Thursday, April 19, 2007

Microsoft and the UNIX like desktop.

Linux and UNIX user are already used to the concept of virtual desktops, having 2 or more desktop environments to work on. The big advantage is that you can run several projects on a single workstation and let them have there own desktop. If you need to switch from doing private thing to work things you just select the work desktop and you will have all your windows and applications as you left them.

Or for example you are installing and updating servers and you have to wait a long time and have kinds of terminal screens open you might want to do something else without closing or minimizing those windows. With a virtual desktop you can switch to a clean desktop and start working on something else. When you like to go back to your server update you just switch back to that particular desktop.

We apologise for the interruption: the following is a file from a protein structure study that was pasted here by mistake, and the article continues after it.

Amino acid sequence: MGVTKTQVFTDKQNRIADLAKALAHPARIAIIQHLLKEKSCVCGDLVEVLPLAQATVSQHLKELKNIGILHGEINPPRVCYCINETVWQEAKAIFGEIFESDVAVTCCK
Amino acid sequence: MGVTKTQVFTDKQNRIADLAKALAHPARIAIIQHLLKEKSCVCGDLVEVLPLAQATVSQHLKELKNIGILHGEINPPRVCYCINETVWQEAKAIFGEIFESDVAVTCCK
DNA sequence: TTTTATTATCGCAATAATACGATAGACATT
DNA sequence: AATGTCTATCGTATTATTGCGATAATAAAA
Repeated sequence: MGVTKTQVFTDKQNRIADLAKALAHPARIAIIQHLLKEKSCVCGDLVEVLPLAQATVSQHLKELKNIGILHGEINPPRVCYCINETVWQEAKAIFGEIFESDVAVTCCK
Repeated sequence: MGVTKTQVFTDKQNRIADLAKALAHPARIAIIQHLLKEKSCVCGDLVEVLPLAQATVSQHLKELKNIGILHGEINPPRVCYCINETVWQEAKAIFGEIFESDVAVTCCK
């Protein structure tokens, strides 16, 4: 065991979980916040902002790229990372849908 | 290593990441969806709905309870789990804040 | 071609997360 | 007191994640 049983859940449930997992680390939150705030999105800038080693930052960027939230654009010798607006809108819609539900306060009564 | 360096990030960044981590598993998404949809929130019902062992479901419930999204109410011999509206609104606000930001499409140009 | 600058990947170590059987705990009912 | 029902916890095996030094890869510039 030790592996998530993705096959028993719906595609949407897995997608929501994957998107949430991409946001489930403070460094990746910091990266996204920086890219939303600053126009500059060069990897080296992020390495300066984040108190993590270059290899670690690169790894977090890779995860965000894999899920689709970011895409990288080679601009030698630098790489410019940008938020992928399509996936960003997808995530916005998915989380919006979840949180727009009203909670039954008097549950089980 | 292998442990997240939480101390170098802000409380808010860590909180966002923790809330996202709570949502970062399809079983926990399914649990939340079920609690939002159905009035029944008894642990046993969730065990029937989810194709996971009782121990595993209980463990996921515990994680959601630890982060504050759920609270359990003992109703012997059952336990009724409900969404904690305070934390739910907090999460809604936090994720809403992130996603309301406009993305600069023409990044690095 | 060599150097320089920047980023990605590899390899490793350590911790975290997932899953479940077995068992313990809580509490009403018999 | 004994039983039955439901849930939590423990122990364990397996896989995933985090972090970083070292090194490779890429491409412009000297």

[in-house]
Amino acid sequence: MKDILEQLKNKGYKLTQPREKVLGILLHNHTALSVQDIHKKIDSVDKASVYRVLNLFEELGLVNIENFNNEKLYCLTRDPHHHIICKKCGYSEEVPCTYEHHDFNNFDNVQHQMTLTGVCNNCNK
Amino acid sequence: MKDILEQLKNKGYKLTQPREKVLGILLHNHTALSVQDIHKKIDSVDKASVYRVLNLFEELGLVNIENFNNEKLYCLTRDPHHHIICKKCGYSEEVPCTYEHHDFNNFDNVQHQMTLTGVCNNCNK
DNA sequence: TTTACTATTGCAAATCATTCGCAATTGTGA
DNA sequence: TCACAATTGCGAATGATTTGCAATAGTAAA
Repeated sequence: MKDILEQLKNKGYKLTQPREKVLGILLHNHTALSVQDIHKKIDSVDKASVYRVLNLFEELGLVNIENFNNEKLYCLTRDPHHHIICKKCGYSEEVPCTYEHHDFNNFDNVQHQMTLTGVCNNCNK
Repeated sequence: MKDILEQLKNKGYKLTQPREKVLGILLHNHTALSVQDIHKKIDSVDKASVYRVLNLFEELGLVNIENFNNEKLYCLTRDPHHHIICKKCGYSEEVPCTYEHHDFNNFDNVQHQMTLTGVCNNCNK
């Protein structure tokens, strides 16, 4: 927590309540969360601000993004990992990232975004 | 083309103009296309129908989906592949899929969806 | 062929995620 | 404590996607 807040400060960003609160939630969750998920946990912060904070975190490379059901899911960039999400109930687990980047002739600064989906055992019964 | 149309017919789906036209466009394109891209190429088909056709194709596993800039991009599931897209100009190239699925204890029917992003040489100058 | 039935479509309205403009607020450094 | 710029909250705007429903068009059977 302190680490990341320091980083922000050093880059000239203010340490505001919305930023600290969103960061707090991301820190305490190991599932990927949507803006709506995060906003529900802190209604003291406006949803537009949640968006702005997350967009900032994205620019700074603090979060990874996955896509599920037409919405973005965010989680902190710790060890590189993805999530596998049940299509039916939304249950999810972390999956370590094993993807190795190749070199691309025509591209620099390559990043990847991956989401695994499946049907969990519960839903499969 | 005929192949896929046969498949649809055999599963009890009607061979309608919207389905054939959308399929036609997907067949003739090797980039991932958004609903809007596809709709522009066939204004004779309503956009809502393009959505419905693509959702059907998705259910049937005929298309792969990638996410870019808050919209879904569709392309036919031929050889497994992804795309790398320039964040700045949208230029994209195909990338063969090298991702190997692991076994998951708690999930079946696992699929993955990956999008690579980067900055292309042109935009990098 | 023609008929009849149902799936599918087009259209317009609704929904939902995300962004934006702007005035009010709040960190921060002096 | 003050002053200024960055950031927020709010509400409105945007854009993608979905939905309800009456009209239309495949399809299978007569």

Also Microsoft has released a virtual desktop environment for Windows XP however not all things are like you would expect if you are used to UNIX/Linux. When you, under UNIX/Linux start a application on a desktop you will not be able to access under an other desktop. For example when you start FireFox on desktop 2 you will not be able to browse the internet with the same instance of this browser on desktop 1.

Windows will not keep the applications in a "desktop container" when you start an application you will be able to change and use this application on all desktops. For UNIX/Linux users it can be frustrating to use the Microsoft virtual desktop solution, for windows users who never used UNIX/Linux it might be a very handy tool.

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